Usually, Docker volumes are managed by the Docker daemon, however, we will not be interacting with that at all. The idea of a docker backup volume is to get a volume copy as a compressed file in one of the local directories. This copy is the backup we’re looking for.

In this example our container in question is called dckr-site with the volume called dckr-volume, it’s mounted at /var/lib/dckr/content/ and stores all of the data there.

The first step is to stop the container using the following command:


$ docker stop dckr-site

The next one is focused on both mounting the container and backing up the volume’s contents:


$ mkdir ~/backup
$ docker run –rm –volumes-from dckr-site -v ~/backup:/backup ubuntu bash -c “cd /var/lib/dckr/content && tar cvf /backup/dckr-site.tar .”

In this scenario:

  • docker run command is used to create a new container,
  • –rm command tells the system to remove the container once the operation is complete;
  • –volumes-from dckr-site is mounting the container’s volumes to our new temporary container;
  • bash -c “cd /var/lib/dckr/content && tar cvf /backup/dckr-site.tar” creates a backup from all of the contents of the /backup/ directory

The recovery process for these backups isn’t that complicated. It begins with creating a new volume with the following command:


$ docker volume create dckr-volume-2

Then you can use the following command to restore the volume from a temporary container in a .tar file:


$ docker run –rm -v dckr-volume-2:/recover -v ~/backup:/backup ubuntu bash -c “cd /recover && tar xvf /backup/dckr-site.tar”

Of course, you’ll have to mount this new volume to the new container for it to work properly:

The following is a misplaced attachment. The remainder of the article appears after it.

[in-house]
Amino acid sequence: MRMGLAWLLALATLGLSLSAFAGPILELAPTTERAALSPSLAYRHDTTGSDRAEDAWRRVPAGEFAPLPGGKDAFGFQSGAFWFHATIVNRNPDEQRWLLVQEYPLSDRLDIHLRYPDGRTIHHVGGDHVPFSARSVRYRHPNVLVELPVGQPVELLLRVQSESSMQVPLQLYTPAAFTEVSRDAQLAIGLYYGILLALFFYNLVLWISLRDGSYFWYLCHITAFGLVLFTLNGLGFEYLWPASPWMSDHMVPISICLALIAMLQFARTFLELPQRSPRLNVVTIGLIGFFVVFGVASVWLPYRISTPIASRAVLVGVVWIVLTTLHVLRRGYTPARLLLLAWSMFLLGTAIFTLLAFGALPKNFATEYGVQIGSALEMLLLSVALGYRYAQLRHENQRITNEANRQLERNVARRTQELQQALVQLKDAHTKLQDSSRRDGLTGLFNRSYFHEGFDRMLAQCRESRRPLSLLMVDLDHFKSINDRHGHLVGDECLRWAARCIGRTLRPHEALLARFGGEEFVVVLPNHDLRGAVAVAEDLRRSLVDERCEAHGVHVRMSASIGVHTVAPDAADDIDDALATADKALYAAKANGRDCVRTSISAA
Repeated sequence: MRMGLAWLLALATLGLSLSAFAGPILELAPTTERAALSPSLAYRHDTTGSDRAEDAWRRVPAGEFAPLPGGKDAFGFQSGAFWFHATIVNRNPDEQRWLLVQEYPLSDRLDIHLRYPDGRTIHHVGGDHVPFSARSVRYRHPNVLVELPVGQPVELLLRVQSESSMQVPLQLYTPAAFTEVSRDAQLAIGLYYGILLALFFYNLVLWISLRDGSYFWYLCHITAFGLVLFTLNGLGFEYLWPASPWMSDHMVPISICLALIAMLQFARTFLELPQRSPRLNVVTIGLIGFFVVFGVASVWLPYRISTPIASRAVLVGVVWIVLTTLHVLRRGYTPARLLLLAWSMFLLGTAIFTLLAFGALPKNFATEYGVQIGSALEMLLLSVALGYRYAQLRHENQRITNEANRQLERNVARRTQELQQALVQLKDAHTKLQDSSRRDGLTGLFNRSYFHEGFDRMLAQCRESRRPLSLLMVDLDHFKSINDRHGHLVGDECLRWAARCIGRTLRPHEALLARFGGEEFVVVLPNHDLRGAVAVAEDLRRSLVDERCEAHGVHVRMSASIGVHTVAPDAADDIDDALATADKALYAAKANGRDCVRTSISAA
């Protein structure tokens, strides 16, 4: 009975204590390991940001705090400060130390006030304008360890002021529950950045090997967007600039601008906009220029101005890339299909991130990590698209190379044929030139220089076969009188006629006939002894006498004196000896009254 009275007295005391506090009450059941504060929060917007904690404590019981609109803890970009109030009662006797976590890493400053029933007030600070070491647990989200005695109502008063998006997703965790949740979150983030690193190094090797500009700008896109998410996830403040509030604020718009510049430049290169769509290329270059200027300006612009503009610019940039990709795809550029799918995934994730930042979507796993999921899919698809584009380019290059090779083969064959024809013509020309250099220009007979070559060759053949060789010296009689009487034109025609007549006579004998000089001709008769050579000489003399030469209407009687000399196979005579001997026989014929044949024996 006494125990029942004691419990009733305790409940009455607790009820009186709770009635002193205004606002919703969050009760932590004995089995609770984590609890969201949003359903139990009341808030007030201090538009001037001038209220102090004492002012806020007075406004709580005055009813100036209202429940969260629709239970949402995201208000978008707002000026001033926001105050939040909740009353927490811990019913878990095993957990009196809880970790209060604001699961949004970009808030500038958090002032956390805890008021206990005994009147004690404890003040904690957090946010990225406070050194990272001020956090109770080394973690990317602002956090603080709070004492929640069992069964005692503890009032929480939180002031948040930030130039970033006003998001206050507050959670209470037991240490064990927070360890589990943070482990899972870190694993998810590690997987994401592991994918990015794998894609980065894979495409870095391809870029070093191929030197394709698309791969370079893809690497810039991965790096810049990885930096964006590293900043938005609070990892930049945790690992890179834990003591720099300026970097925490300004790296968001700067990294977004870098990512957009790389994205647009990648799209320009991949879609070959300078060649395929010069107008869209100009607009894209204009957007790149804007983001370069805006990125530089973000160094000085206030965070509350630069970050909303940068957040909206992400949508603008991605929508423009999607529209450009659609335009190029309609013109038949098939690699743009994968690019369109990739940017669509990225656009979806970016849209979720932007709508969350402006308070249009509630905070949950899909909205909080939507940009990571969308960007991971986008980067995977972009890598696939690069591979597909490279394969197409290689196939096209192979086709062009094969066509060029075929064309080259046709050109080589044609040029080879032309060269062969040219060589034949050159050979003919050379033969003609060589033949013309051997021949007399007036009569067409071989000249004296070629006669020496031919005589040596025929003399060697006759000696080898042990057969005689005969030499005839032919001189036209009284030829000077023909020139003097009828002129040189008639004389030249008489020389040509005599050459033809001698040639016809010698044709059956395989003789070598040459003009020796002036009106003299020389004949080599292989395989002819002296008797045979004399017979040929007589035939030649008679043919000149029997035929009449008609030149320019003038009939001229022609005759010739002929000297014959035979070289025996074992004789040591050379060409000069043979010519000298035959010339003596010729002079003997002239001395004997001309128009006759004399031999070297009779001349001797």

$ docker run -d -v dckr-volume-2:/var/lib/dckr/content -p 80:2368 dckr:latest

If the procedure is done correctly, the entire state of the application should be restored. It’s important to mention that this method should not be relied on as a single backup source since the backup data is still stored on the host, and therefore  would be lost in case of a data loss or disaster that affects the host as well.

Docker backup and restore with Bacula Enterprise

Bacula Enterprise utilizes its modular capability to allow for native integration of various systems and services, including Docker. Bacula’s Docker module provides a lot of useful additional features alongside the core backup and recovery ones.

Docker backup with Bacula Enterprise consists of three simple steps:

  1. Current state of the container is saved to the new image
  2. Docker utility is executed and the data is saved
  3. The snapshot in question is removed to free up the space

The backup in question can be performed to a container in every state, and Bacula software shows the status of the backup process on each step. Each container image backup means one more .tar file saved. Image backups are kept in the /@docker/image//.tar, and container backups are kept in the /@docker/container//.tar directory.

The restoration process of Docker backups with Bacula Enterprise is slightly more complicated and can be done in two different ways:

  • Restore to local directory that utilizes the where=/some/path Bacula parameter to state the full path for the backup to be restored to as an archive file or files;
  • And Restore to Docker service, meaning that the backup data would be restored with the where= command as the new container, without archiving it in the first place.

The customization of the restoration process is also available via several different parameters, like container_create, container_run, and more.

At the time of writing, Bacula is one of the very few (or the only) enterprise-grade backup and recovery solutions to be able to perform full and comprehensive backup of a Docker environment. However, the availability of other, specialist Docker backup solutions, combined with Docker’s own inbuilt solution, together with Bacula’s Docker module, mean that there is a range of choices available to IT managers seeking a way to safeguard their production Docker deployment.

About the author
Rob Morrison
Rob Morrison is the marketing director at Bacula Systems. He started his IT marketing career with Silicon Graphics in Switzerland, performing strongly in various marketing management roles for almost 10 years. In the next 10 years Rob also held various marketing management positions in JBoss, Red Hat and Pentaho ensuring market share growth for these well-known companies. He is a graduate of Plymouth University and holds an Honours Digital Media and Communications degree, and completed an Overseas Studies Program.